Very young children share quite naturally. Who hasn’t been the recipient of a toddler’s offering of a cookie or a treasured toy? Later, children become more self-centered, and parents have to teach them to share. Then we outgrow our parents’ teaching and begin to form our own ways of behavior. At this point we may often emulate peers who may or may not be good examples of heartfelt behavior. Some, like me, inherit critical attitudes from parents or teachers, and so unwittingly continue them. This can shrink the heart.
Most of us are familiar with a character of Dr. Seuss’s called the Grinch. His heart was shrunken–too small by far. This resulted in his acting meanly toward others and because it annoyed him, trying to take away their joy. When he couldn’t, his heart grew. Most of us believe we would never try to steal another’s joy, however perhaps we could be ignoring opportunities to grow our hearts bigger. This is something I’ve had to learn and I worked hard to learn it. It’s not easy to do so; the first step in he process is to observe one’s very own smallness of heart.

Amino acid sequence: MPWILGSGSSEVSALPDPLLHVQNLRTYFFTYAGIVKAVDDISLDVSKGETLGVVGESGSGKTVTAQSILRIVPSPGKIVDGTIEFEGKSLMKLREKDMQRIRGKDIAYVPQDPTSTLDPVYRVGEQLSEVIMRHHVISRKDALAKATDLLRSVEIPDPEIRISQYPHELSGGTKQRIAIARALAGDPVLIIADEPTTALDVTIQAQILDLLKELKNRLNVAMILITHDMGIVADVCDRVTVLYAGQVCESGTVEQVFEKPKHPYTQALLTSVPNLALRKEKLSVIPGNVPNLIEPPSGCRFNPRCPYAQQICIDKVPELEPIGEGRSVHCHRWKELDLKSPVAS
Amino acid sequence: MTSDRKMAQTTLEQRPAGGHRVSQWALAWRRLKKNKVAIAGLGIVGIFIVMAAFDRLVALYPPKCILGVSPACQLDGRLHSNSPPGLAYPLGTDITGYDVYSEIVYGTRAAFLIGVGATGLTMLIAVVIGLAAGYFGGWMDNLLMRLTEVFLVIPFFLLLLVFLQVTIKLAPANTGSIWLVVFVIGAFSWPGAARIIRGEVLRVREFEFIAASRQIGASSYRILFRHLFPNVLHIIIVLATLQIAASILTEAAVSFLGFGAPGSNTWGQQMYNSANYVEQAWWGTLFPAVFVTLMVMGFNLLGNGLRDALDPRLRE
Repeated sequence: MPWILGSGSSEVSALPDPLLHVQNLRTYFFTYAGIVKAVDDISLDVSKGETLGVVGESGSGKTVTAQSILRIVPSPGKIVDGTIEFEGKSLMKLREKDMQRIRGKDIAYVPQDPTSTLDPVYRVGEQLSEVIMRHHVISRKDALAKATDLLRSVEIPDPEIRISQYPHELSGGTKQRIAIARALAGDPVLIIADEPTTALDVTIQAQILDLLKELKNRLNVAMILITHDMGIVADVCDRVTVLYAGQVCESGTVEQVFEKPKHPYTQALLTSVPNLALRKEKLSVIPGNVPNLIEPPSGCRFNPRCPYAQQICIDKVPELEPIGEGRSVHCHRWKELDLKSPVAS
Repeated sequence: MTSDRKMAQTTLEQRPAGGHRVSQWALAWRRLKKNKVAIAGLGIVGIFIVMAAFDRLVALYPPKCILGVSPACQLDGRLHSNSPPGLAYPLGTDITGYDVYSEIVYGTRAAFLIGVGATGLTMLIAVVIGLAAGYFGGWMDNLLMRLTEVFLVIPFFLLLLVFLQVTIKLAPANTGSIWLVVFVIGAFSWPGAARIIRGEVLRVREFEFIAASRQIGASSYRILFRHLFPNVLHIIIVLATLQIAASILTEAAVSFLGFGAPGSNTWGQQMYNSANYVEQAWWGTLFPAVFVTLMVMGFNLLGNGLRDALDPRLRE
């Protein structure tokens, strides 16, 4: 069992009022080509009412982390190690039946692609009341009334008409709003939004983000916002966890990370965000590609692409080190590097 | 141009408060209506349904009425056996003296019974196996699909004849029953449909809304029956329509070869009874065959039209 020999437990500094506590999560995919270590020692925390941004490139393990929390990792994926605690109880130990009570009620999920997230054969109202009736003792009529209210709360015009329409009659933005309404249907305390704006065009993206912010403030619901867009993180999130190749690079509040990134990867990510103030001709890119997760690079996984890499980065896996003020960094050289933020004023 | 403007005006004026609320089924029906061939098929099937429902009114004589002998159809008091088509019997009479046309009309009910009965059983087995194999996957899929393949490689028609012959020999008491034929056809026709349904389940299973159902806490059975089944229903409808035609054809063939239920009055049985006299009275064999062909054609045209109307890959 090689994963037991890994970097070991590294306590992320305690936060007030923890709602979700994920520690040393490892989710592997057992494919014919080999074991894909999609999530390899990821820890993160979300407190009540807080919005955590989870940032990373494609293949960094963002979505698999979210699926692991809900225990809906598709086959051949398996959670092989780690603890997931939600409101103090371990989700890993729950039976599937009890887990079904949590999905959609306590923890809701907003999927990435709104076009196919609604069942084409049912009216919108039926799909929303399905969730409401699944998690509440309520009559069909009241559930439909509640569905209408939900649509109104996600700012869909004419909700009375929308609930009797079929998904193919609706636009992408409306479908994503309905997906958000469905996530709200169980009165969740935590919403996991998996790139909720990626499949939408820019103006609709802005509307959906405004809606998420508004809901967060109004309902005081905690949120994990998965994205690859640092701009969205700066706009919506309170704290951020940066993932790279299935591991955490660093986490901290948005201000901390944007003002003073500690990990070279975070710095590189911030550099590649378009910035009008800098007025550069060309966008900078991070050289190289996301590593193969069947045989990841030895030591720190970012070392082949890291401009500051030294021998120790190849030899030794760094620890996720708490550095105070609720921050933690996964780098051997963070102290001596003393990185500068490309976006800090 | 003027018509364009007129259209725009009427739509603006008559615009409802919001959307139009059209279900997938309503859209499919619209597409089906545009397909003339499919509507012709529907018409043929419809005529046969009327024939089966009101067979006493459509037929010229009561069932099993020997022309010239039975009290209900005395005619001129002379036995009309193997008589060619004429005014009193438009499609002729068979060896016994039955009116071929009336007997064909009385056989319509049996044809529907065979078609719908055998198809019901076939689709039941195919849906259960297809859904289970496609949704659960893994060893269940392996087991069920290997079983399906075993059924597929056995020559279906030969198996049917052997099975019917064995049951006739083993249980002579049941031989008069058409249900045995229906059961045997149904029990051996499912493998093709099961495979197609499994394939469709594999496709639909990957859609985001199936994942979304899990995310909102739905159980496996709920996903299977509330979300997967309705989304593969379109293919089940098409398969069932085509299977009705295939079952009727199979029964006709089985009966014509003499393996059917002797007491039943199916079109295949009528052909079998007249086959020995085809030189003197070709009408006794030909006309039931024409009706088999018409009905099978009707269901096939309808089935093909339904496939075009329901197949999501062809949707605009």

For example, when I look at someone or even myself with a critical eye, observe with distaste mine or another’s extra pounds or unkempt clothing, or think negatively of my or another’s behavior and don’t catch myself doing it, I am missing an opportunity to grow my heart. I could change my thinking and reflect that they could be on medication, indigent, ill or feeling uncomfortable and instead feel compassion for them or myself. I’m aware that when I am tired or someone annoys or irritates me, it takes restraint not to snap back. Yet when I can manage to see them in a different light, it will grow my heart.
Another way to grow my heart is to not act selfishly and take the biggest, the best or the most for myself. Being generous to others is a simple way for me to grow my heart. As children we have often been taught this by well meaning parents, yet depending on how I might be feeling, it is easy to do the opposite. Then too, if I do it grudgingly or without a genuine desire to give, it may not be as effective for heart enlargement, however it can still work to my benefit. The most effective attitude is to put others ahead of oneself with joyful willingness as opposed to grudging obligation.
While it is sometimes painful to observe myself behaving in ways other than how I want to see myself, it is also worth doing. I’ve learned that if I catch myself in the act often enough, I will stop whatever negative behavior I observe. Selfish behavior, a judgmental attitude, an outlook automatically critical of others can lead to shrinkage of the heart. Generosity, compassion, and loving giving can lead to the growth of the heart. Plus there is often a return on one’s investment. What goes around really does come around. Those who practice these virtues may well reap good fortune in some way in return. While this is not a reason to be doing it, it is a nice side benefit.